Moving on to the largest U.S. government bailout recipient by far, AIG’s troubles spawned my favorite placard of the decade: seen outside their Manhattan offices stood a sign that simply read, “Jump!” Maybe its creator heard what I did from AIG’s financial products head Joseph Cassano: “It is hard for us, without being flippant, to even see a scenario within any kind of realm of reason that would see us losing one dollar in any of these [credit default swap] transactions.”
He must have substituted his prescription eyewear with those giant New Year’s Eve glasses, because the government sunk $180 billion into the company and it still had to be split up and the assets sold to the highest bidder. I’m sure that his non-flippant comment had nothing to do with him making CNN’s “Ten Most Wanted Culprits” list in 2008.
GM, with $91 billion in assets, filed for bankruptcy in the summer of 2009 and is now largely owned by the U.S. and Canadian governments (i.e., taxpayers). The $19.4 billion in federal help wasn’t enough to keep the nation’s largest automaker out of bankruptcy. But don’t despair: the government is pouring another $30 billion into GM to fund “reorganization operations.”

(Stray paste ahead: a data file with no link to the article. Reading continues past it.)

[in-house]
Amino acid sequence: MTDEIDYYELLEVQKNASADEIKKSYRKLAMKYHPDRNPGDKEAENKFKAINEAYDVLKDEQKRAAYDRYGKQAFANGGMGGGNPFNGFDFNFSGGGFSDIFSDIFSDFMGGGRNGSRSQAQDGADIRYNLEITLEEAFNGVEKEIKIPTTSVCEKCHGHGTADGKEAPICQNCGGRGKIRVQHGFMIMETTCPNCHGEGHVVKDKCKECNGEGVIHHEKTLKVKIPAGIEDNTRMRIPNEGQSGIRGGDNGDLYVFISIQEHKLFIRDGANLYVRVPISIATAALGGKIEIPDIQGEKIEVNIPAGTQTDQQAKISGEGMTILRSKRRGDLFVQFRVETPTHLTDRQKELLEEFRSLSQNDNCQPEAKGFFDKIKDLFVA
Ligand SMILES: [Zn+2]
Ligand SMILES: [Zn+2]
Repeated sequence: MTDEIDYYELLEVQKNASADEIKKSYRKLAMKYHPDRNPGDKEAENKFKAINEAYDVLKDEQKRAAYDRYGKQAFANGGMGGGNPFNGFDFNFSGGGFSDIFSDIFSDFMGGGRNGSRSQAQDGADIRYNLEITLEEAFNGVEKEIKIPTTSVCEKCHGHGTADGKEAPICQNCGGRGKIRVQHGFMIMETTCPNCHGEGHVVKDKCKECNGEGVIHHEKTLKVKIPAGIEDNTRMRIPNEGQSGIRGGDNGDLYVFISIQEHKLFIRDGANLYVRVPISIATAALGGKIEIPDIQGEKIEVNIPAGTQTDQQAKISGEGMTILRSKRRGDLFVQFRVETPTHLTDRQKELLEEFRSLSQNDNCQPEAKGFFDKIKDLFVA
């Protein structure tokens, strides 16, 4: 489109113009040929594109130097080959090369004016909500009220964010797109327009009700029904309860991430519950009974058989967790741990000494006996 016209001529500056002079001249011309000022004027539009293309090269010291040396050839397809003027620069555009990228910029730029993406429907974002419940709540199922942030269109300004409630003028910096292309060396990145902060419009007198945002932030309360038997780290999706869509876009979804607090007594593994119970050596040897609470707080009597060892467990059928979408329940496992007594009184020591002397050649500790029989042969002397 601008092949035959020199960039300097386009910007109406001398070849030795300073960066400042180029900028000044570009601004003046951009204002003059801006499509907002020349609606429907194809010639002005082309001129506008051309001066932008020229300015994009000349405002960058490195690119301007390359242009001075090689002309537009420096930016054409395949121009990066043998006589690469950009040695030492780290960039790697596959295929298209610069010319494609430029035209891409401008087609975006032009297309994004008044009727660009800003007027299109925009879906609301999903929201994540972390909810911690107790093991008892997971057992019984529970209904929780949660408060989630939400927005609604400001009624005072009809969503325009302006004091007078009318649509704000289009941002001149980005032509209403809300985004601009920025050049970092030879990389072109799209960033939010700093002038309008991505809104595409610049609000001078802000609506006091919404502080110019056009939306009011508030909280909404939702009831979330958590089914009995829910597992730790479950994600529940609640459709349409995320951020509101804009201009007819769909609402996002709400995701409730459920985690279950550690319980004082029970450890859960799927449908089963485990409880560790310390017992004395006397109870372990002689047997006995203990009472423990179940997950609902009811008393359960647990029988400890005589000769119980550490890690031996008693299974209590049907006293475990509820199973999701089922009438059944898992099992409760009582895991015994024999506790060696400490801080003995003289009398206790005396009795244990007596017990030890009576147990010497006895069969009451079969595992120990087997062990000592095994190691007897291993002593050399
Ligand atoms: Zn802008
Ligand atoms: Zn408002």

GM shares? Bye-bye. For 83 years GM had been a member of the prestigious 30 Dow Industrial stocks. It managed to survive the Great Depression but not this decade’s Greater Depression. Yet chairman Ed Whitacre had insisted, “I remain more convinced than ever that our company is on the right path and that we will continue to be a leader in offering the worldwide buying public the highest quality, highest value cars and trucks.” I wonder what he thinks now that the stock is named “Motors Liquidation,” trades only on the pink sheets, and sells for about 50¢?